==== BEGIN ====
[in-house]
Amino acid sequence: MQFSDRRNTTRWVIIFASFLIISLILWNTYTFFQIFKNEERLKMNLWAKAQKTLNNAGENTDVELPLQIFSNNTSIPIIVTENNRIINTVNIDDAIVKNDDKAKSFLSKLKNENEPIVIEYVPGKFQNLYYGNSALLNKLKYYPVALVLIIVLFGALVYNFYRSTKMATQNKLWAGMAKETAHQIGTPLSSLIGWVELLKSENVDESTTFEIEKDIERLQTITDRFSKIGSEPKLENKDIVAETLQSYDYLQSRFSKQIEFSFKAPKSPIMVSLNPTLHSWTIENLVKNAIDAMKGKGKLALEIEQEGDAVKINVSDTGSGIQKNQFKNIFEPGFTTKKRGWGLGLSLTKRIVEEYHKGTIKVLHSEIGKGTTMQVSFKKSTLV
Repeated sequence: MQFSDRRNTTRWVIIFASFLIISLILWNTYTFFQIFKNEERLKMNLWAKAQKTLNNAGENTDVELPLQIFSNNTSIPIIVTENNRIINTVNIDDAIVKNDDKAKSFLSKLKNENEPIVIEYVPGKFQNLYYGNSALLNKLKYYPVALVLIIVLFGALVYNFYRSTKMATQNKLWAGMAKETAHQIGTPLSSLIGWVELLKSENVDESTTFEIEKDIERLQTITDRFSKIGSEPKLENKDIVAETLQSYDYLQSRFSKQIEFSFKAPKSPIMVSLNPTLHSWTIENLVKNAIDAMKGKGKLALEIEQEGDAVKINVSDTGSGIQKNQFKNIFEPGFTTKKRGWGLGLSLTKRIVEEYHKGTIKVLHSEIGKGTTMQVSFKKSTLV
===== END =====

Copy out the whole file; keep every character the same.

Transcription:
[in-house]
Amino acid sequence: MQFSDRRNTTRWVIIFASFLIISLILWNTYTFFQIFKNEERLKMNLWAKAQKTLNNAGENTDVELPLQIFSNNTSIPIIVTENNRIINTVNIDDAIVKNDDKAKSFLSKLKNENEPIVIEYVPGKFQNLYYGNSALLNKLKYYPVALVLIIVLFGALVYNFYRSTKMATQNKLWAGMAKETAHQIGTPLSSLIGWVELLKSENVDESTTFEIEKDIERLQTITDRFSKIGSEPKLENKDIVAETLQSYDYLQSRFSKQIEFSFKAPKSPIMVSLNPTLHSWTIENLVKNAIDAMKGKGKLALEIEQEGDAVKINVSDTGSGIQKNQFKNIFEPGFTTKKRGWGLGLSLTKRIVEEYHKGTIKVLHSEIGKGTTMQVSFKKSTLV
Repeated sequence: MQFSDRRNTTRWVIIFASFLIISLILWNTYTFFQIFKNEERLKMNLWAKAQKTLNNAGENTDVELPLQIFSNNTSIPIIVTENNRIINTVNIDDAIVKNDDKAKSFLSKLKNENEPIVIEYVPGKFQNLYYGNSALLNKLKYYPVALVLIIVLFGALVYNFYRSTKMATQNKLWAGMAKETAHQIGTPLSSLIGWVELLKSENVDESTTFEIEKDIERLQTITDRFSKIGSEPKLENKDIVAETLQSYDYLQSRFSKQIEFSFKAPKSPIMVSLNPTLHSWTIENLVKNAIDAMKGKGKLALEIEQEGDAVKINVSDTGSGIQKNQFKNIFEPGFTTKKRGWGLGLSLTKRIVEEYHKGTIKVLHSEIGKGTTMQVSFKKSTLV